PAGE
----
How your child plays, learns, speaks, acts and moves offers important clues about your child’s development. Developmental milestones are the things most children (75% or more) can do by a certain age.
Check the milestones your child has reached by 4 months, and talk with your child’s doctor at every visit about the milestones your child has reached and what to expect next.
What Most Babies Do at This Age:
Social / Emotional
- Smiles on his own to get your attention
- Chuckles (not yet a full laugh) when you try to make her laugh
- Looks at you, moves, or makes sounds to get or keep your attention
Language / Communication
- Makes sounds like “oooo”, “aahh” (cooing)
- Makes sounds back when you talk to him
- Turns head towards the sound of your voice
Cognitive (learning, thinking, problem-solving)
- If hungry, opens mouth when she sees breast or bottle
- Looks at his hands with interest
Movement / Physical Development
Holds head steady without support when you are holding her
Holds a toy when you put it in his hand
Uses her arm to swing at toys
Brings hands to mouth
Pushes up onto elbows/forearms when on tummy
Other Important Things to Share with the Doctor
Concerned about your child’s development?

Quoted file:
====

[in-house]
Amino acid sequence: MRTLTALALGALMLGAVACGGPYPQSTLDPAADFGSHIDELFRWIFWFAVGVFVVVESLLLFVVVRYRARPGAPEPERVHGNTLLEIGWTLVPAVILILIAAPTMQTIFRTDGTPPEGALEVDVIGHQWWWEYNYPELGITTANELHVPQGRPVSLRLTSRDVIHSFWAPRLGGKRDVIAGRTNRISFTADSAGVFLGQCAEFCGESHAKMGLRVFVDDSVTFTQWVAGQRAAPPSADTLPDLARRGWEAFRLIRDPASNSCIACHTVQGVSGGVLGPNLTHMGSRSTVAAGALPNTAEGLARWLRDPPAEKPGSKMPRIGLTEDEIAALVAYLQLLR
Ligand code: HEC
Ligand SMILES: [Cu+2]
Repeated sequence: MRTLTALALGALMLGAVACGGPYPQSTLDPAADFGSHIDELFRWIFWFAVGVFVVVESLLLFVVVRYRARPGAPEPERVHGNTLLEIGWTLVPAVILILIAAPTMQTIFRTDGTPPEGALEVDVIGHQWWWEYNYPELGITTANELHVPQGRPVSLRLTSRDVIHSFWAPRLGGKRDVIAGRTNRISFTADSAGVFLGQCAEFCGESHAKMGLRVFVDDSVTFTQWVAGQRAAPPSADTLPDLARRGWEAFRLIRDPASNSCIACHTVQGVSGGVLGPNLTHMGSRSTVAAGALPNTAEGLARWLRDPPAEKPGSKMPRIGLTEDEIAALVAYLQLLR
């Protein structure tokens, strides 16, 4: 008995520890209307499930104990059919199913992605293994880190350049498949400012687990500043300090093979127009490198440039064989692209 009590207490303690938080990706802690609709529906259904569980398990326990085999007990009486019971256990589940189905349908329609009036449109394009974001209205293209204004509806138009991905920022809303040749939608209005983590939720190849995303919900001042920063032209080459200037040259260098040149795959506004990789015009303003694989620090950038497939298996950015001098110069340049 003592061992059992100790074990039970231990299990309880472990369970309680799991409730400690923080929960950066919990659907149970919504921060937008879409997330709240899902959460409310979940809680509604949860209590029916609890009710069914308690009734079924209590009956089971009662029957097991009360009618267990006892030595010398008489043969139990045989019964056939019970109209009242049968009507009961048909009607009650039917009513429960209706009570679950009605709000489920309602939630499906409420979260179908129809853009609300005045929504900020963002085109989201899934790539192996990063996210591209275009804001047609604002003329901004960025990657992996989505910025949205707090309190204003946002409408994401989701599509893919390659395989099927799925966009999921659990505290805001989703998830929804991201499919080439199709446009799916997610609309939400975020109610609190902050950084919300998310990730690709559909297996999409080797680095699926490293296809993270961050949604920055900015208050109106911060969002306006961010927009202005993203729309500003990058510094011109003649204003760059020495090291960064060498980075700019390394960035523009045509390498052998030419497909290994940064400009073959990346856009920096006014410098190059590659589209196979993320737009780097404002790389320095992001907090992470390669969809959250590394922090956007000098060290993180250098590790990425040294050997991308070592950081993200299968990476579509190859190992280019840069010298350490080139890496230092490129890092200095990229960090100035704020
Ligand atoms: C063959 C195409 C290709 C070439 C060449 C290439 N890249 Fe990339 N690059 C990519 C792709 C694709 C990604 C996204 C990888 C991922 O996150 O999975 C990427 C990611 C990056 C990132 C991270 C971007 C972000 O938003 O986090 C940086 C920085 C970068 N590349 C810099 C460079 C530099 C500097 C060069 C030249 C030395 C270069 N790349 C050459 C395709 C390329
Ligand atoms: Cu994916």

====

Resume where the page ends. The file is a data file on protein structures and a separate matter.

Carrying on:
You know your child best. Don’t wait. If your child is not meeting one or more milestones, has lost skills he or she once had, or you have other concerns, act early. Talk with your child’s doctor, share your concerns, and ask about developmental screening.
If you or the doctor are still concerned:
- Ask for a referral to a specialist who can evaluate your child more; and
- Call your state or territory’s early intervention program to find out if your child can get services to help. Learn more and find the number at cdc.gov/FindEI.
For more on how to help your child, visit cdc.gov/Concerned.
Help Your Baby Learn and Grow.
Learn the Signs. Act Early.
For more resources and guidelines from the Centers for Disease Control and Prevention call 1.800.CDC-INFO (232-4636).
Or Visit the CDC's Website
Content provided by the Centers for Disease Control and Prevention’s “Learn the Signs. Act Early.” material and are not a substitute for a standardized, validated developmental screening tool.